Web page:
WASHINGTON, April 18, 2014 – Canadian Pacific told the U.S. Surface Transportation Board today that the railroad is committed to doing its part to see that U.S. farmers in the Upper Midwest get the fertilizer they need for spring planting and that deliveries should improve as “extreme winter weather” blamed for congestion at a Chicago hub eases.

Unlike BNSF Railway Co., Canadian Pacific did not say it would add any trains for extra deliveries. A day earlier, BNSF told the board it would add 52 trains to deliver fertilizer to destinations in the Upper Midwest over the next six weeks.

STB earlier this week ordered both companies to report by today their plans for delivering more fertilizer to the region after farmers, agricultural producers and lawmakers including Sens. John Thune, R-S.D., and Heidi Heitkamp, D-N.D., complained that the delays in deliveries would interfere with spring planting of wheat, corn and other crops.

Keith Creel, Canadian Pacific’s president and chief operating officer, told the board in a letter that his company is “a small, residual player” in moving fertilizer and plant nutrients, with an overall market share of about 10 percent. He said CP moves on average 49 rail cars a day in the Dakotas, Iowa and Minnesota.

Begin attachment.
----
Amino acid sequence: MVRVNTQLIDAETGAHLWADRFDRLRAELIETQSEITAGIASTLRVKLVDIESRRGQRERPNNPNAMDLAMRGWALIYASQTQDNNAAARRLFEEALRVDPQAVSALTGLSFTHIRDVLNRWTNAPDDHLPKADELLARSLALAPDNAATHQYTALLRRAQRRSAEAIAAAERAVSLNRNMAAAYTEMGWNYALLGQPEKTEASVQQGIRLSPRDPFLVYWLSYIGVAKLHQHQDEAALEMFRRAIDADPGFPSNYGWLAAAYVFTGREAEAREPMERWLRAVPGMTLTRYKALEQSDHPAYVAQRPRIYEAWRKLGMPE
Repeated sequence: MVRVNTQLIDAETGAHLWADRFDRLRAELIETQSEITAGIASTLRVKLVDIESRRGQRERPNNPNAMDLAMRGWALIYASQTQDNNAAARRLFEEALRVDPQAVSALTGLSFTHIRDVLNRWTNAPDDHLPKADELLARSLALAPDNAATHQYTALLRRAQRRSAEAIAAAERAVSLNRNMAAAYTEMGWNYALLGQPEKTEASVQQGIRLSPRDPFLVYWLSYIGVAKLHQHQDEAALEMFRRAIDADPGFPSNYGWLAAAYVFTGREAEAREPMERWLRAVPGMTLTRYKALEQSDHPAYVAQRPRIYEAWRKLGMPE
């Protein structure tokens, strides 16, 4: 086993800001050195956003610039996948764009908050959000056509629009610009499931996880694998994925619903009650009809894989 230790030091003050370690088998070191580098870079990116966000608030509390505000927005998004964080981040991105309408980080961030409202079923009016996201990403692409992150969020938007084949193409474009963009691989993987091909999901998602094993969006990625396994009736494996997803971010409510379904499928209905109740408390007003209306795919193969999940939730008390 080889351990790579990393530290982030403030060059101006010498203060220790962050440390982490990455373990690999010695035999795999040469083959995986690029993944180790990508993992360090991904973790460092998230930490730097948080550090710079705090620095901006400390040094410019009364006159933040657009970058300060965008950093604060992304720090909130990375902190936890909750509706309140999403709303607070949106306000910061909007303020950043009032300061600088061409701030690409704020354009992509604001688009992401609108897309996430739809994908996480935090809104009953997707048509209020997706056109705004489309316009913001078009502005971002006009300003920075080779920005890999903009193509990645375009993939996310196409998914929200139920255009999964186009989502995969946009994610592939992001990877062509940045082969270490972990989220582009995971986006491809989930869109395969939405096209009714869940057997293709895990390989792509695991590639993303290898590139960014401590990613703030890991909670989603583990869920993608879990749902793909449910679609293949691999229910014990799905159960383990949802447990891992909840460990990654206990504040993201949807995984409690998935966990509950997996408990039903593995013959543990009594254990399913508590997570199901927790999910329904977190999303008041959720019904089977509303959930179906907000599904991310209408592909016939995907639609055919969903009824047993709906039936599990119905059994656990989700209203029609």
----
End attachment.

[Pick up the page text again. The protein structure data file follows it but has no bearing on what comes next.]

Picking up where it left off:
Thus he said the company was a “little surprised” at the board’s order, citing its “relatively small presence” in delivering fertilizer in the region. And he asked that the board rethink another part of its order – that the company provide weekly reports on fertilizer deliveries for the next six weeks.

In a filing yesterday, BNSF said it would add 52 trains to deliver fertilizer to destinations in the Upper Midwest over the next six week. Each train would pull 65 to 85 cars. The railroad said 21 trainloads are destined for South Dakota, 10 for North Dakota, six for Minnesota, two for Montana, with the rest going to other states.

“Simply put, we are working to deliver high volumes of fertilizer into the marketplace as quickly as we can," BNSF said in a response to the STB’s order. Creel also promised cooperation. “We are ready to move fertilizer and plant nutrients as they are presented to the railway,” he said in his letter.

Rail companies have said service has been affected by what some call a “perfect storm” of challenges, including extremely cold temperatures this winter which limited capacity and slowed rail speeds, plus competition from domestic oil and coal shipments and bottlenecks in key terminals like Chicago.


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